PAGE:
The Sunday News
UNLIKE most of his peers and close competitors on the local music scene, Winky D has always managed to keep a low profile, starving fans of even the tiniest details about his private life.
In the age where even the biggest artistes find themselves sharing even more information than necessary on social media, Winky is still an enigma that only pops up on computer and phone screens when it is time to advertise a show or a new project.
For some fans, this is a source of irritation. These are the fans that would love to know more about the man who has healed their wounds when they are hurt or given them anthems when they are in the mood to dance.
Others are not bothered about what goes on Winky’s life when he is outside the recording booth or off stage. These fans are there for the good music and the electric performances, nothing more, nothing less.
Others try to piece bits and pieces of his hidden life from his lyrics, as they believe Winky left a few clues in his songs that expose his true self. To these fans, every syllable that Winky utters is gospel truth and taken together the songs in his 11 albums make one compelling autobiography.
Winky has always been one to shy away from media engagements, so his life is ripe for such speculation. Who is the skinny jean wearing chanter with a Pharaoh’s headgear? Many wonder.
This week, Winky attempted to peel some layers off his hidden life when he made his debut on CNN’s Voice of Africa.
In front of a global audience, the self-proclaimed dancehall igwe gave viewers a rare look into his personal life, in the process giving, for a brief moment, a glimpse of his soul.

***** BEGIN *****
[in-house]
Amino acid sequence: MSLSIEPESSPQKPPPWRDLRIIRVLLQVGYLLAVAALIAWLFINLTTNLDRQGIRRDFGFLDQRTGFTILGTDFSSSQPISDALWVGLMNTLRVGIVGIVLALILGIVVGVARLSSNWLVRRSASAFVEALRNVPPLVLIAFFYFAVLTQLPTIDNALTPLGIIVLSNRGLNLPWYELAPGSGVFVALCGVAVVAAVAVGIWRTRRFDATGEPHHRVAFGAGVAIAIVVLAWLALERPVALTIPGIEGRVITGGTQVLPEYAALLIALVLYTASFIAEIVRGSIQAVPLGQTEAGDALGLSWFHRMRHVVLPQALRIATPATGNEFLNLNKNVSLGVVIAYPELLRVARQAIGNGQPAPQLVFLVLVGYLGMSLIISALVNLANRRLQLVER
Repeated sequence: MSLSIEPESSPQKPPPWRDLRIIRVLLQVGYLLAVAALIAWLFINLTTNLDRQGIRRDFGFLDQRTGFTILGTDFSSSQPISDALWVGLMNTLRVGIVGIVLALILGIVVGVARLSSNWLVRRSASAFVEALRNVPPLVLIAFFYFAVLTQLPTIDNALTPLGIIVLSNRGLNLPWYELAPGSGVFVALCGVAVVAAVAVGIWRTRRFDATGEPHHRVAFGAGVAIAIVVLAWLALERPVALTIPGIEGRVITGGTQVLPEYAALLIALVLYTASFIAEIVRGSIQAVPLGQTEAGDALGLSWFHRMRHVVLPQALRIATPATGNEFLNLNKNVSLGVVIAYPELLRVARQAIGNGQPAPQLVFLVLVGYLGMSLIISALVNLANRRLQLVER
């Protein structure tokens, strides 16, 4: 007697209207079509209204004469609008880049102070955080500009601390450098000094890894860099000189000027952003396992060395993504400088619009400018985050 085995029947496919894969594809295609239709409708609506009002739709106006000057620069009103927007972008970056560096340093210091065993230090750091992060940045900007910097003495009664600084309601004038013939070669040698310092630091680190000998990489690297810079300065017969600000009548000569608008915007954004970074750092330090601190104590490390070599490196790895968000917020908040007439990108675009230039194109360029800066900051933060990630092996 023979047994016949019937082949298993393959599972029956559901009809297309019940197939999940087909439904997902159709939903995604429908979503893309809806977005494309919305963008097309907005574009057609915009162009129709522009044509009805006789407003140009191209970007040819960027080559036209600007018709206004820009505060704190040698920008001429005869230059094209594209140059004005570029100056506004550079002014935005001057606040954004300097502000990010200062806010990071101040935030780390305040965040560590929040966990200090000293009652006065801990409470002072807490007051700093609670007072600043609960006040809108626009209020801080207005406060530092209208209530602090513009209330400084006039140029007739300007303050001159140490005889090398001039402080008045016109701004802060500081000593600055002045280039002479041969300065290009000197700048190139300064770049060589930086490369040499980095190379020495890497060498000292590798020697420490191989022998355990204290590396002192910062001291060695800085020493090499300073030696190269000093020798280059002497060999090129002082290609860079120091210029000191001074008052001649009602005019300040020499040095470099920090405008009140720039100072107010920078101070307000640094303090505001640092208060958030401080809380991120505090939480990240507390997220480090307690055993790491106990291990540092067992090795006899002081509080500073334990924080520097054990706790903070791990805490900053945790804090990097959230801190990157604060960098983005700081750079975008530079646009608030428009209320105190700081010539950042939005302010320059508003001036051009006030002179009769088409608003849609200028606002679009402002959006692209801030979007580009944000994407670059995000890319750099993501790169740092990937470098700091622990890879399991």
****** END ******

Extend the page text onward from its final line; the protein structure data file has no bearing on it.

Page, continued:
Taking the CNN crew to the dusty streets of Kambuzuma in Harare where he was born, Winky revealed how a childhood spent in poverty had made him the celebrated lyricist and musician that he is.
“Every credit should be given to that ghetto upbringing because what I’ve learnt in life is that every tear that you shed must come with a lesson. I grew up shedding a lot of tears so just imagine how many lessons I got from that,” Winky said.
It was the early lessons in the dust of Kambuzuma that would later make him a ghetto darling.
“The biggest accomplishment that I would put on top of the list is the love that I have managed to get from the people of Zimbabwe because everything is embedded with the people that are listening, appreciating and loving the music that you’re putting out there.
“And also the story that I’m sorry is also not a story that’s unique to Winky D. It’s a story that many people who grew up in the ghetto can relate to. I think that’s the most powerful factor that has made Winky D who he is within the circles of music and the country,” he said.
The celebrated chanter also shed light on his earlier roots, claiming that he was already a musician before he broke free of his mother’s womb 35 years ago.
“My story began pre-birth because I was born a singer. I was born an artiste. My first cry was actually musical.”
Winky added that he never thought it was possible for one to make a living off music, as he only realised later that a hobby could transform his life if he made it a profession.
“I never actually thought I could put food on the table with music. I think it was around 2007 or 2008 that I started getting serious. That’s when I started engaging a team. That was three to four years after my first professional recording,” he said.
For years, many have speculated about the character of the chanter, with some saying he is just reserved while others saw him as a snobbish star that does not want to share his life with fans.
According to Winky however, he has always been a shy individual who never thought he could cope with the demands of stardom.
“I was like a shy person. I couldn’t stand in front of the people and sing. So I was writing music and I don’t know where the strength came from. I don’t know where the strength to stand in front of the people and do live shows came from,” he said.